3.

Fade far away, dissolve, and quite forget What thou among the leaves hast never known, The weariness, the fever, and the fret Here, where men sit and hear each other groan; Where palsy shakes a few, sad, last gray hairs, Where youth grows pale, and spectre-thin, and dies; Where but to think is to be full of sorrow And leaden-ey'd despairs, Where Beauty cannot keep her lustrous eyes, Or new Love pine at them beyond to-morrow.

4.

Away! away! for I will fly to thee, Not charioted by Bacchus and his pards, But on the viewless wings of Poesy, Though the dull brain perplexes and retards: Already with thee! tender is the night, And haply the Queen-Moon is on her throne, Cluster'd around by all her starry Fays; But here there is no light, Save what from heaven is with the breezes blown Through verdurous glooms and winding mossy ways.

5.

I cannot see what flowers are at my feet, Nor what soft incense hangs upon the boughs, But, in embalmed darkness, guess each sweet Wherewith the seasonable month endows The grass, the thicket, and the fruit-tree wild; White hawthorn, and the pastoral eglantine; Fast fading violets cover'd up in leaves; And mid-May's eldest child, The coming musk-rose, full of dewy wine, The murmurous haunt of flies on summer eves.

6.

Darkling I listen; and, for many a time I have been half in love with easeful Death, Call'd him soft names in many a mused rhyme, To take into the air my quiet breath; Now more than ever seems it rich to die, To cease upon the midnight with no pain, While thou art pouring forth thy soul abroad In such an ecstasy! Still wouldst thou sing, and I have ears in vain— To thy high requiem become a sod.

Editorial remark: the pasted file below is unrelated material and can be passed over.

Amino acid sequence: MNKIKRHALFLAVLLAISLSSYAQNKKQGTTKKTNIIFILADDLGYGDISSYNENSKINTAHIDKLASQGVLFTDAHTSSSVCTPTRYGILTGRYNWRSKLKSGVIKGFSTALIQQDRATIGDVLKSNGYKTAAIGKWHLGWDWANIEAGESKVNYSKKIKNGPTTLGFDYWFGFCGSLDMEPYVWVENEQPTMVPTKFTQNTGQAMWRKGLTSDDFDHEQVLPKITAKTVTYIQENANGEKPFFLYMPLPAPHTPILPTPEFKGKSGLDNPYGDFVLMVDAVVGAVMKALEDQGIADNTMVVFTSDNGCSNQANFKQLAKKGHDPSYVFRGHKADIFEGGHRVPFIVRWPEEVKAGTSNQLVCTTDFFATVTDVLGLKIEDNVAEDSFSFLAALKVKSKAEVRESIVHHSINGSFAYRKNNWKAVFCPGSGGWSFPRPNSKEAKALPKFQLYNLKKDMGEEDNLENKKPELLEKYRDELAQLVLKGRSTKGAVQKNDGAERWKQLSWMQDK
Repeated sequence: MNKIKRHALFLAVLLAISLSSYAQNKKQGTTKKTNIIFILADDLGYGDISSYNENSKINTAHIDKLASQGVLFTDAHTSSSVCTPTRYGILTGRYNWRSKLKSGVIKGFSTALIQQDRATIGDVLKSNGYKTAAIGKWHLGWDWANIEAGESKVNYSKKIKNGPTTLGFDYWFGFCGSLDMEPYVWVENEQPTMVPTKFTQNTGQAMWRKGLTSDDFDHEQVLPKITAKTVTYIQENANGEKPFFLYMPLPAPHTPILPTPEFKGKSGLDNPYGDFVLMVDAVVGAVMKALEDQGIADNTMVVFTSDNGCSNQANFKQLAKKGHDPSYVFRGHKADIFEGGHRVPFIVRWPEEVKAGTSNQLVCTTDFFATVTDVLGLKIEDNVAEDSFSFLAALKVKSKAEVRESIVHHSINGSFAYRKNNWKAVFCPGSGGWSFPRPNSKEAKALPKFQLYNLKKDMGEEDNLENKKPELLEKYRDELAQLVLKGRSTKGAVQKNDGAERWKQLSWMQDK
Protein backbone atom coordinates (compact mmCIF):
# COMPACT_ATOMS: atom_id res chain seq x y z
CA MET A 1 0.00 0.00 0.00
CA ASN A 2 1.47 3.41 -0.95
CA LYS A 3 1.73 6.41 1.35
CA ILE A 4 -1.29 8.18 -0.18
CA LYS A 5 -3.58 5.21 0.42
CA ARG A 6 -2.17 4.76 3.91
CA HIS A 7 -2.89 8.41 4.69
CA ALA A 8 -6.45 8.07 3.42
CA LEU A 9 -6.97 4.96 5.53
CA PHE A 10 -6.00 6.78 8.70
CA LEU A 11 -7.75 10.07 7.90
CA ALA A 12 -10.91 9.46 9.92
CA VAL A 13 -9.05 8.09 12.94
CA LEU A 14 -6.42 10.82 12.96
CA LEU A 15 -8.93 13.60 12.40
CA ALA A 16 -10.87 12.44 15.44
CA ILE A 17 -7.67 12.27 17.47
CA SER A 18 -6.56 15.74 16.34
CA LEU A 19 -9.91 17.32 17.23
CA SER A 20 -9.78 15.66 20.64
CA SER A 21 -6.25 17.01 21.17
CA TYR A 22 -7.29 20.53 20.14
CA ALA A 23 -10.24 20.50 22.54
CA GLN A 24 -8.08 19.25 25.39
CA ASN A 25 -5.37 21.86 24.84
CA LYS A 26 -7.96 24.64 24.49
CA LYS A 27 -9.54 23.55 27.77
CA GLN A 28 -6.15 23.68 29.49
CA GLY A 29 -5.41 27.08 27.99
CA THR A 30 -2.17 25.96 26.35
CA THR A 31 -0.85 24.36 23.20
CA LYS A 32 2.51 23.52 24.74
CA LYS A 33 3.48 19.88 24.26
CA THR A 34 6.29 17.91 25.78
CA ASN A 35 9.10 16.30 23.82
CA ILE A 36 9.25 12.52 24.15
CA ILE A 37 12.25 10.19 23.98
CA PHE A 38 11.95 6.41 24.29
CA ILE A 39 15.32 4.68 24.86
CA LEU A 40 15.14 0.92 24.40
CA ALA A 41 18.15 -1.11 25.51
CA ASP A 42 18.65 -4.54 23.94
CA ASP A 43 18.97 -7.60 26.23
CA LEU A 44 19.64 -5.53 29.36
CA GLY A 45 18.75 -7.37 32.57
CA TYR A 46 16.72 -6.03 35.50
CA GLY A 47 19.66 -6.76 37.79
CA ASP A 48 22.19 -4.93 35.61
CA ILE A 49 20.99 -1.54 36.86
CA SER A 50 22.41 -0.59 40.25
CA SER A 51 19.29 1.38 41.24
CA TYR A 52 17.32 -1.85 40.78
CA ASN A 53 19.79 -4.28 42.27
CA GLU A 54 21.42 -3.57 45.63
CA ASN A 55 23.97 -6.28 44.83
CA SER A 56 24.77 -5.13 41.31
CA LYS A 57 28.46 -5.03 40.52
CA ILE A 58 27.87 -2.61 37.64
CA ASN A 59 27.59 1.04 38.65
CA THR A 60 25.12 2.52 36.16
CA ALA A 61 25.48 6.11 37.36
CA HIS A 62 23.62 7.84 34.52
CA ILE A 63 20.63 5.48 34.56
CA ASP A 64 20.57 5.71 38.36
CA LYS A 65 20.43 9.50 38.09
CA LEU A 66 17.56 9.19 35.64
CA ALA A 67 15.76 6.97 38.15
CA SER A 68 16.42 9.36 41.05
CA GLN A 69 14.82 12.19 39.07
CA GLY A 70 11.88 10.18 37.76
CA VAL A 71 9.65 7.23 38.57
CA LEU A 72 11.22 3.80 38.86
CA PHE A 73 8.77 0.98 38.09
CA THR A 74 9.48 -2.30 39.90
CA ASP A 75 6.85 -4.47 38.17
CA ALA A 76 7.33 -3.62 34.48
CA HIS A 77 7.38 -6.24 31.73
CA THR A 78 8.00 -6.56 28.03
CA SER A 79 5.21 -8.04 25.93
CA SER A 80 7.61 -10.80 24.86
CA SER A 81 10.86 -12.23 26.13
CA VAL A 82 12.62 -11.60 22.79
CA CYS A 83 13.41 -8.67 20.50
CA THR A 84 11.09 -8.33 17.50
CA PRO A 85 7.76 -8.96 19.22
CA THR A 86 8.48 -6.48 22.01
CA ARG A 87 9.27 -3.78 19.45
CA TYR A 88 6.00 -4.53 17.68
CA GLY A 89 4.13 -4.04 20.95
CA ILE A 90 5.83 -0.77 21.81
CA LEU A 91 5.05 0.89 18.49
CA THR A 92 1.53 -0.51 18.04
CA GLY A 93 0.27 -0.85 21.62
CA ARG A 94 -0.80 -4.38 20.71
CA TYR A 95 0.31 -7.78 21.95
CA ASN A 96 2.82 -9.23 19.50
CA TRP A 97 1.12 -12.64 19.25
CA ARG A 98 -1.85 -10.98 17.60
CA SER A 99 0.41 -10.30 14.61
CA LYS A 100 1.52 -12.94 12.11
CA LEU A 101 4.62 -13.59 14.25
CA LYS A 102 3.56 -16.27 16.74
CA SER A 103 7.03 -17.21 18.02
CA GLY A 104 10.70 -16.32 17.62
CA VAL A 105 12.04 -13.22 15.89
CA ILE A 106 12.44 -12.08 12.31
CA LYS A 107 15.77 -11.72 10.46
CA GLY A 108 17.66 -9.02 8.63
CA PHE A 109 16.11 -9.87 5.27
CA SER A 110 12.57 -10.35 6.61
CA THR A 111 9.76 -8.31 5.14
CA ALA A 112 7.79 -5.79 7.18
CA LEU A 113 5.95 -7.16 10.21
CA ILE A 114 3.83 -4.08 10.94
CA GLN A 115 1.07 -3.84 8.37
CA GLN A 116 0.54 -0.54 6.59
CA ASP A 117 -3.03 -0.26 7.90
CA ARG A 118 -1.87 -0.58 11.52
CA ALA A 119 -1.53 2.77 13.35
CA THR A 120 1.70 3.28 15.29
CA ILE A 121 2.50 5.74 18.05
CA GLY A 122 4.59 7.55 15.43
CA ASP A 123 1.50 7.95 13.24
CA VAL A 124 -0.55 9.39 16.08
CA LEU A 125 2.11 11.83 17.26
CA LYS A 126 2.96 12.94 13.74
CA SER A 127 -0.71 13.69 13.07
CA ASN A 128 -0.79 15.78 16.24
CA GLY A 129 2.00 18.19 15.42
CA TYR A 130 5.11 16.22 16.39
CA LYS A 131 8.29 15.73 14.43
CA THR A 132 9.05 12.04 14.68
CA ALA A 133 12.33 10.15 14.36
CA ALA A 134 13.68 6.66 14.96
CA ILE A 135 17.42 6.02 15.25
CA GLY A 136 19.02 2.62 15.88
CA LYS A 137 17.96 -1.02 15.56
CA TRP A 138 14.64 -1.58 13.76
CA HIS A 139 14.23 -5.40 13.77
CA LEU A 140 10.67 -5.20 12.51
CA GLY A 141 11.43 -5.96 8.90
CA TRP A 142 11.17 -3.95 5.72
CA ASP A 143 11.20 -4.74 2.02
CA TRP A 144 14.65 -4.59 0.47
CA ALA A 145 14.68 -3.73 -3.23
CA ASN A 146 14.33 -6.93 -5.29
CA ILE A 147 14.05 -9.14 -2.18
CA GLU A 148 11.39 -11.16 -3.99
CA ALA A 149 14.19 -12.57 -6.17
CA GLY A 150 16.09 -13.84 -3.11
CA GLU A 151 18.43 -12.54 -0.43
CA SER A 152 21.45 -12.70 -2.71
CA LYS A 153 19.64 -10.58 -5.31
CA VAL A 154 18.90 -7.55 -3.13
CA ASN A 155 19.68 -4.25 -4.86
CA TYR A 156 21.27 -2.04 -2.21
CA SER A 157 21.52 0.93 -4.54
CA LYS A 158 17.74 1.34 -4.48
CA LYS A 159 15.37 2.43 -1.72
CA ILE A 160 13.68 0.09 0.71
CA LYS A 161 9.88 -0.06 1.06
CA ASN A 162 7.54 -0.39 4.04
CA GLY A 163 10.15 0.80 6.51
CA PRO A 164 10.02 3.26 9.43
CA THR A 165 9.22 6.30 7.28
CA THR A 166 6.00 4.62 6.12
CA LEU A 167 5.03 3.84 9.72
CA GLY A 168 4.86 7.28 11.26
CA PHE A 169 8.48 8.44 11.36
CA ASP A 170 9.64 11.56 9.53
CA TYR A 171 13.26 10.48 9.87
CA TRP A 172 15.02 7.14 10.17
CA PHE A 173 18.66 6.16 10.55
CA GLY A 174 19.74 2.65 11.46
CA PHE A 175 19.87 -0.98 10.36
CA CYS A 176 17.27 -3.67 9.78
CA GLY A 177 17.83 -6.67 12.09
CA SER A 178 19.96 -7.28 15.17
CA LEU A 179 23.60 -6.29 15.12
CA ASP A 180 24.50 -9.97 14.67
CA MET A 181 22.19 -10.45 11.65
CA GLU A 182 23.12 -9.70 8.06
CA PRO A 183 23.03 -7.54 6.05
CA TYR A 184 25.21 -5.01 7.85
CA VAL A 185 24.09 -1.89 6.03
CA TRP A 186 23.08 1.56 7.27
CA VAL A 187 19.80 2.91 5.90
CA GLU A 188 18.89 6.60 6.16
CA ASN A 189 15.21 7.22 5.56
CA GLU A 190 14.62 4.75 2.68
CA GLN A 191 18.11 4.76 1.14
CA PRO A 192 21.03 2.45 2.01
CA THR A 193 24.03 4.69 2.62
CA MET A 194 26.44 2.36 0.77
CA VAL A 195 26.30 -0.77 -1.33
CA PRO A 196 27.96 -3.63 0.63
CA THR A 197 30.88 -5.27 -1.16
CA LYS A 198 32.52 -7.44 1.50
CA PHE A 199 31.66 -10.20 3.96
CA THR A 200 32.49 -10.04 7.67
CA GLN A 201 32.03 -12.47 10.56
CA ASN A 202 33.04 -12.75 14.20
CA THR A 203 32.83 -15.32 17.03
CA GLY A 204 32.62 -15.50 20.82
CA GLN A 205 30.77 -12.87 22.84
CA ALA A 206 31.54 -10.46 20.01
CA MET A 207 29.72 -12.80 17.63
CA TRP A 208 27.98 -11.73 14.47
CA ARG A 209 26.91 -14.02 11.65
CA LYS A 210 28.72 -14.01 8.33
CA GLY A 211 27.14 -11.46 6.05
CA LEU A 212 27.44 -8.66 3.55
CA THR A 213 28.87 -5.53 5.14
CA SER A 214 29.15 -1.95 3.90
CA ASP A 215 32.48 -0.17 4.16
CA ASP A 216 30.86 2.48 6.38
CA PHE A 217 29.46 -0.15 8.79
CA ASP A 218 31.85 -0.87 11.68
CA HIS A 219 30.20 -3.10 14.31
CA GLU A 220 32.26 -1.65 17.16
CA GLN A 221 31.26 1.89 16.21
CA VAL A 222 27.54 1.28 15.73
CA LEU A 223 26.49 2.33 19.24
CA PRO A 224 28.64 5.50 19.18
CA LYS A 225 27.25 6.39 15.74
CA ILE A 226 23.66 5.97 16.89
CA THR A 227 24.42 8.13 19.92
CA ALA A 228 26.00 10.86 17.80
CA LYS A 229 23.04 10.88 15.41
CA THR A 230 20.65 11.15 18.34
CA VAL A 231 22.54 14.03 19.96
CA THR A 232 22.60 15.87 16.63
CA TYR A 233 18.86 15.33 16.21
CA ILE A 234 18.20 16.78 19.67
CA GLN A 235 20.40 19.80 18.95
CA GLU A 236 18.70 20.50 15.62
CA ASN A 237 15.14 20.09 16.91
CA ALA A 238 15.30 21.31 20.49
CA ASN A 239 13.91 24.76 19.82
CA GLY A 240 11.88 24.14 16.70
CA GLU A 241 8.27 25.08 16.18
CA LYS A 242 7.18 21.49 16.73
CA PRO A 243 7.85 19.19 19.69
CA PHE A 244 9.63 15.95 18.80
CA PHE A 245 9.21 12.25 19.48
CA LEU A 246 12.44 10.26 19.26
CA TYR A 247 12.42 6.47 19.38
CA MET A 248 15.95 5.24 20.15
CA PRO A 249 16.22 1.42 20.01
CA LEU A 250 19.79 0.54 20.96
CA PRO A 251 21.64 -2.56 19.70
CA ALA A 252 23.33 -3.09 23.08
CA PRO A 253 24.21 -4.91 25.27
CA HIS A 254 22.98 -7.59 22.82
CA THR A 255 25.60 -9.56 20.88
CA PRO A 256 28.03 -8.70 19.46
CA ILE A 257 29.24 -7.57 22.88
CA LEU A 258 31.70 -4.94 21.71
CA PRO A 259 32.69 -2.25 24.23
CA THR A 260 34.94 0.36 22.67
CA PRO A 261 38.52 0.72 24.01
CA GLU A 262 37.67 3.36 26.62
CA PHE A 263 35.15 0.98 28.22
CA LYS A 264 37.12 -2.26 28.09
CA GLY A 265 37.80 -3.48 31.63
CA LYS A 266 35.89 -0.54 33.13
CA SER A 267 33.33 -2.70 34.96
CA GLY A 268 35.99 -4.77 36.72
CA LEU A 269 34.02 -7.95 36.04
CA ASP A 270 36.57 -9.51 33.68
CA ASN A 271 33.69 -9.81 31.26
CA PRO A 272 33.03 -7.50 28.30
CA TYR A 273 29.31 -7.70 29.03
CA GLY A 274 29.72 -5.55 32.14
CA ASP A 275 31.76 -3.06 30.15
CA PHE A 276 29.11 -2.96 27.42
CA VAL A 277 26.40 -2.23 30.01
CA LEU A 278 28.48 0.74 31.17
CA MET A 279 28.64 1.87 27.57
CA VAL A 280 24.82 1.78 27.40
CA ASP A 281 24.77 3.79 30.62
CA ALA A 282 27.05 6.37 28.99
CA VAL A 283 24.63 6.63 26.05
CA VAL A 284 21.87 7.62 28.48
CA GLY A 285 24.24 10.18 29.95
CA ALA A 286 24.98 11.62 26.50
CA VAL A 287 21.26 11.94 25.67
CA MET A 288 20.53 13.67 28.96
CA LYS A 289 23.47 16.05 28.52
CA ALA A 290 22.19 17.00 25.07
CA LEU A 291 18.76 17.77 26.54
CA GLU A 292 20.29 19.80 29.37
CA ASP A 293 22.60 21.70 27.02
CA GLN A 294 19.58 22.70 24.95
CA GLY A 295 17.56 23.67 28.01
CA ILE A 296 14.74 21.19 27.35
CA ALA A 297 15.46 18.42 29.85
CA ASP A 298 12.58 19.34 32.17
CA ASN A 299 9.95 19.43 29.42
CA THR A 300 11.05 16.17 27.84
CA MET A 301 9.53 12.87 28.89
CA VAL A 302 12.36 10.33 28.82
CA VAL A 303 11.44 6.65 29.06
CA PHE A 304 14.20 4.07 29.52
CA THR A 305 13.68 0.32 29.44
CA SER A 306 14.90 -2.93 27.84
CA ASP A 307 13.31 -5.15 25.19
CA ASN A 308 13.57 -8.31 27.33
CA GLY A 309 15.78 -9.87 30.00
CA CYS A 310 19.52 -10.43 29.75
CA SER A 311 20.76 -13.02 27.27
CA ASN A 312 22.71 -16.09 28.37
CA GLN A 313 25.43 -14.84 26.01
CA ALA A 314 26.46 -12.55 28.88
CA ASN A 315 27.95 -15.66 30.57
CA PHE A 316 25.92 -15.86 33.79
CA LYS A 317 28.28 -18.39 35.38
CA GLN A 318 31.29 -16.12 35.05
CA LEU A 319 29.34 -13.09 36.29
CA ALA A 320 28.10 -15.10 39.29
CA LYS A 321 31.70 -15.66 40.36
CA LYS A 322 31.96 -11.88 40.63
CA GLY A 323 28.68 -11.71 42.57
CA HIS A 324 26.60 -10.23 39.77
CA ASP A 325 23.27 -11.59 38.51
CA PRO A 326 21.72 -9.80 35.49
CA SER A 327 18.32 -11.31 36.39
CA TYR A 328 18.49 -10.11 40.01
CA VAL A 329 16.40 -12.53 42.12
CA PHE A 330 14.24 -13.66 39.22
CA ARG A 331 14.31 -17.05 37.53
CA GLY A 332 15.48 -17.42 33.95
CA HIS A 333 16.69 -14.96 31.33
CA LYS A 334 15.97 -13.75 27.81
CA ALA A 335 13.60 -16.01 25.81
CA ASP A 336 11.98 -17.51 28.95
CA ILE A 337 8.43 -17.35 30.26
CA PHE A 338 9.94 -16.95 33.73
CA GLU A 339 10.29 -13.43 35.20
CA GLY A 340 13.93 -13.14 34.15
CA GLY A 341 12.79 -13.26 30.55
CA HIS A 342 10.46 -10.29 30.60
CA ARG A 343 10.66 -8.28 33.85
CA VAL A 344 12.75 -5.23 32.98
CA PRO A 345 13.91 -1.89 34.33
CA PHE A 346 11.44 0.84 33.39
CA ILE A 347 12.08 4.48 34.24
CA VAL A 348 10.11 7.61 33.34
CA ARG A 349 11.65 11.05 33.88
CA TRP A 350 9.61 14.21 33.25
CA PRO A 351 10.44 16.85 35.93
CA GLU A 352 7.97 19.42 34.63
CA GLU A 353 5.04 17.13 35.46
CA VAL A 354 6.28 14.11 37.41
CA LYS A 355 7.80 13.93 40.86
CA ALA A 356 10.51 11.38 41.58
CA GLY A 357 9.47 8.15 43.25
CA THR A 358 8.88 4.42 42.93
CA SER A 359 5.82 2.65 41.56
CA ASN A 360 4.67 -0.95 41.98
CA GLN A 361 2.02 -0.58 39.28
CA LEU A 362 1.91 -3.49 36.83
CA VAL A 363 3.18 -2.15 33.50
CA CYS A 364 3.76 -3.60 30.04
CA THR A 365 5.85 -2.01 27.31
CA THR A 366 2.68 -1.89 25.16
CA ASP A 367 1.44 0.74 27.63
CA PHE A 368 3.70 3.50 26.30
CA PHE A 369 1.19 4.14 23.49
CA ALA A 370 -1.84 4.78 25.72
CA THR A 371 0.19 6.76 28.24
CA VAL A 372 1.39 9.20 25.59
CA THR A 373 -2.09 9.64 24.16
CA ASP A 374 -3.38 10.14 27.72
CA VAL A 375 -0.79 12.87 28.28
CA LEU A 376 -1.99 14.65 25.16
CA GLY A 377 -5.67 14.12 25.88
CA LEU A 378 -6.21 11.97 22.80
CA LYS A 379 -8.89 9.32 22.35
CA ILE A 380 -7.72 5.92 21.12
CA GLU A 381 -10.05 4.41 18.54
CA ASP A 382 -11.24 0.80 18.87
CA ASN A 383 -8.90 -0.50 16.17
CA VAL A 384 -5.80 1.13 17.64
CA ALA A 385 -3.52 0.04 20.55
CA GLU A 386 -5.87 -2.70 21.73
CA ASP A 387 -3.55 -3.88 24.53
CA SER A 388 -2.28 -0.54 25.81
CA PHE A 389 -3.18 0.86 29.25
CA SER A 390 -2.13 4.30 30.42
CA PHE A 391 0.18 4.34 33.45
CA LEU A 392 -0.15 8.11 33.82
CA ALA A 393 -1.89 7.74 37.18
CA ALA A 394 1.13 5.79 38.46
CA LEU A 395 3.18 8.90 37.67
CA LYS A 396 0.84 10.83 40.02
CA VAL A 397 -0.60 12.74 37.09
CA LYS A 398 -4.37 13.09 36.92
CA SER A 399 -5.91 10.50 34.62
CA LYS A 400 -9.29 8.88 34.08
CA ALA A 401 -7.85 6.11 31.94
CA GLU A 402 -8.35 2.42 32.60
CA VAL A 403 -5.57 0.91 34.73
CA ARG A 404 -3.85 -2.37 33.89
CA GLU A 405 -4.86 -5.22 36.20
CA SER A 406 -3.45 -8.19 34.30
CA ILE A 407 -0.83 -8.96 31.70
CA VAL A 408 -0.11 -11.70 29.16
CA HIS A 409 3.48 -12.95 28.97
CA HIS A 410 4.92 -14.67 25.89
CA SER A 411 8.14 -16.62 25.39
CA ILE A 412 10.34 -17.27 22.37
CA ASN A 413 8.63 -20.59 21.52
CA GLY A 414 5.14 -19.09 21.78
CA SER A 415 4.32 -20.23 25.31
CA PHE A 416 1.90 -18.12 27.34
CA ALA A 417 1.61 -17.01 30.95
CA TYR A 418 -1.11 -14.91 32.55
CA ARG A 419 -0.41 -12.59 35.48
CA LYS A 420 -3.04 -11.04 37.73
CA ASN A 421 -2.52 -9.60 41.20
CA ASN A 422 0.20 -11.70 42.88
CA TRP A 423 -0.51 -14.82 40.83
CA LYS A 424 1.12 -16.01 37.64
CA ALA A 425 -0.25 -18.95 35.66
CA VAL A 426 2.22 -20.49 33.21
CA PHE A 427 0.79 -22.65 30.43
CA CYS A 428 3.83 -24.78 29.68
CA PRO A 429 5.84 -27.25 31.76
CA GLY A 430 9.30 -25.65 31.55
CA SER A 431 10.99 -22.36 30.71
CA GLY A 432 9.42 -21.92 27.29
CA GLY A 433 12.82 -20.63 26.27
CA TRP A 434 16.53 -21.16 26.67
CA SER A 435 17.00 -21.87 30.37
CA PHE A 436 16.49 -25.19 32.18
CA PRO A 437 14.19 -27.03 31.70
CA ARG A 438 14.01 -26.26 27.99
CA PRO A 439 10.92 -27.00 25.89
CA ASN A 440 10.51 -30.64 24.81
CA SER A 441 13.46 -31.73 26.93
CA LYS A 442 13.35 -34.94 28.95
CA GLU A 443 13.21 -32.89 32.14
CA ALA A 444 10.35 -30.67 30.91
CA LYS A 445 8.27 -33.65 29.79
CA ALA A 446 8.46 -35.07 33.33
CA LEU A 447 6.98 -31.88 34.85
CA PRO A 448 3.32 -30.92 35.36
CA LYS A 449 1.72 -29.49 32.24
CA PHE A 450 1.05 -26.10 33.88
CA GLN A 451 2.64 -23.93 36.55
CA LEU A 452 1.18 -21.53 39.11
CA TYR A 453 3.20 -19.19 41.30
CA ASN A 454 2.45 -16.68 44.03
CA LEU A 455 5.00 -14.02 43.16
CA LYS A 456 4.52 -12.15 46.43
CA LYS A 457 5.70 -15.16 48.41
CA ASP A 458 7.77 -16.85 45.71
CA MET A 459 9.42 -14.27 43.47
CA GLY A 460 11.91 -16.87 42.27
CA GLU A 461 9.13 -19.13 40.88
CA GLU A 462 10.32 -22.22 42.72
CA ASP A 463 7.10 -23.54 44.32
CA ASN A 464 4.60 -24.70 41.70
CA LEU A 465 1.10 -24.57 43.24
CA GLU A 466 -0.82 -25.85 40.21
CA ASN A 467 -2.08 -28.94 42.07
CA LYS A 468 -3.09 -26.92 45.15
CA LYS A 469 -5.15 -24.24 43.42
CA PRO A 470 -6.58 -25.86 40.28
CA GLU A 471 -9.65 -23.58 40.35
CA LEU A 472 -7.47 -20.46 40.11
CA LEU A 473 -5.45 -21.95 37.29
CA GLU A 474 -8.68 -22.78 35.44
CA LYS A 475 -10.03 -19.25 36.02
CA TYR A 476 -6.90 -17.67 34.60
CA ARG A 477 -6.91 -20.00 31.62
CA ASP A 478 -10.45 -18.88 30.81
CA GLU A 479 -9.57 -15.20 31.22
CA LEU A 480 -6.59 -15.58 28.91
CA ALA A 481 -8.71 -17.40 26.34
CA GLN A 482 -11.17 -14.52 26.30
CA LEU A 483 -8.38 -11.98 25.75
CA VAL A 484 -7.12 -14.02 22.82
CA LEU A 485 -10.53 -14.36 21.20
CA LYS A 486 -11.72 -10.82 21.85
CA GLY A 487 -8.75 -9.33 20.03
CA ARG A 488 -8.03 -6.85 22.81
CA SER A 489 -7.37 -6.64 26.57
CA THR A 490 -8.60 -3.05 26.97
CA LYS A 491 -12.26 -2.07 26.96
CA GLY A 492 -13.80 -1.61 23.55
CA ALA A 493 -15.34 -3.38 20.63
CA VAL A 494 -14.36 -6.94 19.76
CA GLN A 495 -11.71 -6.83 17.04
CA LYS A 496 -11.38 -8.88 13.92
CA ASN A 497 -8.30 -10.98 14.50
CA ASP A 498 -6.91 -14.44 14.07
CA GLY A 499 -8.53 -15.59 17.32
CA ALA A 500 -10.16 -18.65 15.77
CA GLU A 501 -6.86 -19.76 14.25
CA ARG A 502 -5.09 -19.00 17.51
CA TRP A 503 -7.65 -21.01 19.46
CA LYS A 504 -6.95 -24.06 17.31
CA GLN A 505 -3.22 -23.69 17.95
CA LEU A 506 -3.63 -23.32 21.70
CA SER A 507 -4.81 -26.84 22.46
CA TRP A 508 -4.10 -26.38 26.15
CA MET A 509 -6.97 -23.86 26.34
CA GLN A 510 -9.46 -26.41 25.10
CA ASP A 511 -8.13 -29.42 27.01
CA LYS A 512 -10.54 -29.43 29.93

7.

Thou wast not born for death, immortal Bird! No hungry generations tread thee down; The voice I hear this passing night was heard In ancient days by emperor and clown: Perhaps the self-same song that found a path Through the sad heart of Ruth, when, sick for home, She stood in tears amid the alien corn; The same that oft-times hath Charm'd magic casements, opening on the foam Of perilous seas, in faery lands forlorn.

8.

Forlorn! the very word is like a bell To toll me back from thee to my sole self! Adieu! the fancy cannot cheat so well As she is fam'd to do, deceiving elf. Adieu! adieu! thy plaintive anthem fades Past the near meadows, over the still stream, Up the hill-side; and now 'tis buried deep In the next valley-glades: Was it a vision, or a waking dream? Fled is that music:—do I wake or sleep?

41. Ode on a Grecian Urn.

1.

Thou still unravish'd bride of quietness, Thou foster-child of silence and slow time, Sylvan historian, who canst thus express A flowery tale more sweetly than our rhyme: What leaf-fring'd legend haunts about thy shape Of deities or mortals, or of both, In Tempe or the dales of Arcady? What men or gods are these? What maidens loth? What mad pursuit? What struggle to escape? What pipes and timbrels? What wild ecstasy?

2.